Have you seen the new soda fountains? The ones with the touchscreen that let you mix all kinds of syrups with something like a gazillion possible flavor combinations?
I remember when I first saw those fountains thinking they were really cool. Unlimited options! But after trying them out a few times, I quickly realized something unfortunate. With great freedom comes great potential for creating something pretty terrible. Cherry Coke is awesome. Strawberry Sprite? Not a fan.
PowerPoint (or any piece of software for that matter) gives you lots of control over every aspect of your file. This is great. It allows for some incredible things. But it also means you can do a lot of things that you probably don’t really want to do. Things that won’t taste good to your audience. Strawberry Sprite slides.
Fortunately, when you’re using the new soda machines, you can always revert back to the tried and tested flavors celebrity gossip that we know work. Classic Coke. Barq’s. Mr. Pibb. (At least some people think Mr. Pibb tastes good.)
The PowerPoint equivalent of tried and tested ready-made soda flavors is the presentation template. PowerPoint comes pre-loaded with lots of these. The trouble is that many of these templates produce Strawberry Sprite slides.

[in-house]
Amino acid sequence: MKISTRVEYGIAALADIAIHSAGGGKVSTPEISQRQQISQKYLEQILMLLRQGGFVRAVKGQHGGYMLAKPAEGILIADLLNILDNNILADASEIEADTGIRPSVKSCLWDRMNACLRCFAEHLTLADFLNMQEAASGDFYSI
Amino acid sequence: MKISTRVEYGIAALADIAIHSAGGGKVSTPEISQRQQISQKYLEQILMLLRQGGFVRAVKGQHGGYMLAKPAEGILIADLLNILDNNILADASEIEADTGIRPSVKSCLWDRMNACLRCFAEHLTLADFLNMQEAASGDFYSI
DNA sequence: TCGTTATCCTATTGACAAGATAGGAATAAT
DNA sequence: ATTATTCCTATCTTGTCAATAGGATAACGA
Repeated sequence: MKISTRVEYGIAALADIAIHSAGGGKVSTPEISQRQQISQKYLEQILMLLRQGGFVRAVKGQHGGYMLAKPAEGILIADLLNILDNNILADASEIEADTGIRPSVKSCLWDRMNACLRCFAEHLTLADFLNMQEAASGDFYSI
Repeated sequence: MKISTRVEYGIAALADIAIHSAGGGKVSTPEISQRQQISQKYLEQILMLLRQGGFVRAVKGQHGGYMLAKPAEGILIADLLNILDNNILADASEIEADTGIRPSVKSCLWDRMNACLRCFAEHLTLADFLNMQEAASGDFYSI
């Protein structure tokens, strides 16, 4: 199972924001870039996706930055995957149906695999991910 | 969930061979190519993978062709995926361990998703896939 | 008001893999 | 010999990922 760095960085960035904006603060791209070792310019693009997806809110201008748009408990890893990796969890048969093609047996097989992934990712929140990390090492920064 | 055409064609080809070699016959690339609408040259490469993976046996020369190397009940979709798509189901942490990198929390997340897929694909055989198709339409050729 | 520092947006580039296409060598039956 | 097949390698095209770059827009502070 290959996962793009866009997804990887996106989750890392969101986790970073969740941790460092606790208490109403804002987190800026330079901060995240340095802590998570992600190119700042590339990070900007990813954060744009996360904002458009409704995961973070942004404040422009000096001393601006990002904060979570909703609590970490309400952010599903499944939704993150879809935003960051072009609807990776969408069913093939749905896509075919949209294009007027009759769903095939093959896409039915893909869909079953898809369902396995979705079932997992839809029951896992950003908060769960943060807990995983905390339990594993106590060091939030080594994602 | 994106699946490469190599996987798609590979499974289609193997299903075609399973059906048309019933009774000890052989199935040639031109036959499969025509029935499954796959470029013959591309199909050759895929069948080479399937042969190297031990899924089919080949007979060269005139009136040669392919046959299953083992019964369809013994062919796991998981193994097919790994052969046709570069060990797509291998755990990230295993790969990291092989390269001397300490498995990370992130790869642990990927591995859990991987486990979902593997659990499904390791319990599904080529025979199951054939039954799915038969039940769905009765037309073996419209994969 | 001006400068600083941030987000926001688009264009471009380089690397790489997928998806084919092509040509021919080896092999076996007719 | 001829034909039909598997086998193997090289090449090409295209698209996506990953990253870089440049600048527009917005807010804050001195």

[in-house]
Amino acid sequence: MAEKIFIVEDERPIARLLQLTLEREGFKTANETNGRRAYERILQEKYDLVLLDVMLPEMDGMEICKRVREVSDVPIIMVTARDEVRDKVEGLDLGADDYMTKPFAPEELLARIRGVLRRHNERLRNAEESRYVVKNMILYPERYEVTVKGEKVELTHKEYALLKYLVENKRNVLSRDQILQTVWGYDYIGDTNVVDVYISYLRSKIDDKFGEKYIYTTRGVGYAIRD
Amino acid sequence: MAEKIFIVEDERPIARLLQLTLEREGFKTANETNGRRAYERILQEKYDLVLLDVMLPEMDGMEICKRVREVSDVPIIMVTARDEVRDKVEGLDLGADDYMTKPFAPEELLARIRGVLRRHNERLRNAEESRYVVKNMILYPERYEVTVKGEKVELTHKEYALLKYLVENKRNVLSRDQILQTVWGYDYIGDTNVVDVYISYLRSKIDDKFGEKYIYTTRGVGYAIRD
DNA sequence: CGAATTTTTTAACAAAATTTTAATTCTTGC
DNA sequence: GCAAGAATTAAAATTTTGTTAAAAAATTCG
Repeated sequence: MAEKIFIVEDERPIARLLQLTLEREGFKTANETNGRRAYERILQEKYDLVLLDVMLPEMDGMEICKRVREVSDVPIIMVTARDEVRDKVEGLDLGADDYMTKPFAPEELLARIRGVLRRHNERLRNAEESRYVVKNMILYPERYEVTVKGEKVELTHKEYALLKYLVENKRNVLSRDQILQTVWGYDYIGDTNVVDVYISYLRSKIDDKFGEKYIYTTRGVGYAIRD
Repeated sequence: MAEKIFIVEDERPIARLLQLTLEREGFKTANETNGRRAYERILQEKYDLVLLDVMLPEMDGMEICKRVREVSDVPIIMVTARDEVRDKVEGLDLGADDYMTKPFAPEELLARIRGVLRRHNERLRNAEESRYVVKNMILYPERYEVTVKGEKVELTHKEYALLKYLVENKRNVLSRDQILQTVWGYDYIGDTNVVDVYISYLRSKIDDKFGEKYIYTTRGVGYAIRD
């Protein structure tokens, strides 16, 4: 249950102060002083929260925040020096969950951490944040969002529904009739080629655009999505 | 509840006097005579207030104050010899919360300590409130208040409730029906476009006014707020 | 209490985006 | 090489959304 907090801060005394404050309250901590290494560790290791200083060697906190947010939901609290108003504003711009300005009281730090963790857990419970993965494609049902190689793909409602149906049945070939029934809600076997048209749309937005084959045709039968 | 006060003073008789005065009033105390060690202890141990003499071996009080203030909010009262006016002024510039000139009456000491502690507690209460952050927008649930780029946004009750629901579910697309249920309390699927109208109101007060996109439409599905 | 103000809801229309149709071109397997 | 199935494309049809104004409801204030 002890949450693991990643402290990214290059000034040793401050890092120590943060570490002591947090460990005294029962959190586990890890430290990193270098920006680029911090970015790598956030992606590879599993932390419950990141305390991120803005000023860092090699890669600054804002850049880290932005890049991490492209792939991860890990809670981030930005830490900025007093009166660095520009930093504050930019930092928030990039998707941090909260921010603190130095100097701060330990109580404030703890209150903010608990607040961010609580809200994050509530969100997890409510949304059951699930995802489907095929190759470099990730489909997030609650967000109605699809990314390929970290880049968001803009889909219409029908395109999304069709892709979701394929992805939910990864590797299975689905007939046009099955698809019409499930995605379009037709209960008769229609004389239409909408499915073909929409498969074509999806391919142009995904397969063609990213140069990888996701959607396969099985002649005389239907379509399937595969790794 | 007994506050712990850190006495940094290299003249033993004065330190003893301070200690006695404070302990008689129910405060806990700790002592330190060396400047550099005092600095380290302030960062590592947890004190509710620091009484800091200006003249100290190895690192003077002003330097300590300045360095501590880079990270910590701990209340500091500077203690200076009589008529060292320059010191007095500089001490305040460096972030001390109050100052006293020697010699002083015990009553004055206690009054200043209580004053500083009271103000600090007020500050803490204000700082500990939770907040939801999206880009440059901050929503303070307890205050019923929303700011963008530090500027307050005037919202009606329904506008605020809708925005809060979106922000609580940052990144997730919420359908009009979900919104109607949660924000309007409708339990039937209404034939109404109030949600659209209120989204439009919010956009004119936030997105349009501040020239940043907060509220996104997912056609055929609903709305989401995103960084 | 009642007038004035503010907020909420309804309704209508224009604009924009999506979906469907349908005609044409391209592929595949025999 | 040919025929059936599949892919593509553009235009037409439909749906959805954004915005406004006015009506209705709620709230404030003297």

We assume that these templates were created by people who knew how to create great slides. But the truth is the modern slide full of bullets on one side and a small image on the other were created by the original developers of PowerPoint back in the 1980s, who weren’t trained in creating effective presentation visuals.
So, is PowerPoint a poor tool because it lets you do things you probably shouldn’t do? Not any more than the new soda fountains are poor for giving you the ability to create something you won’t like.
It’s good to have the flexibility to do whatever we want. But we need to make sure that we’re aware of what works and what doesn’t so we can avoid creating slide that taste like Strawberry Sprite.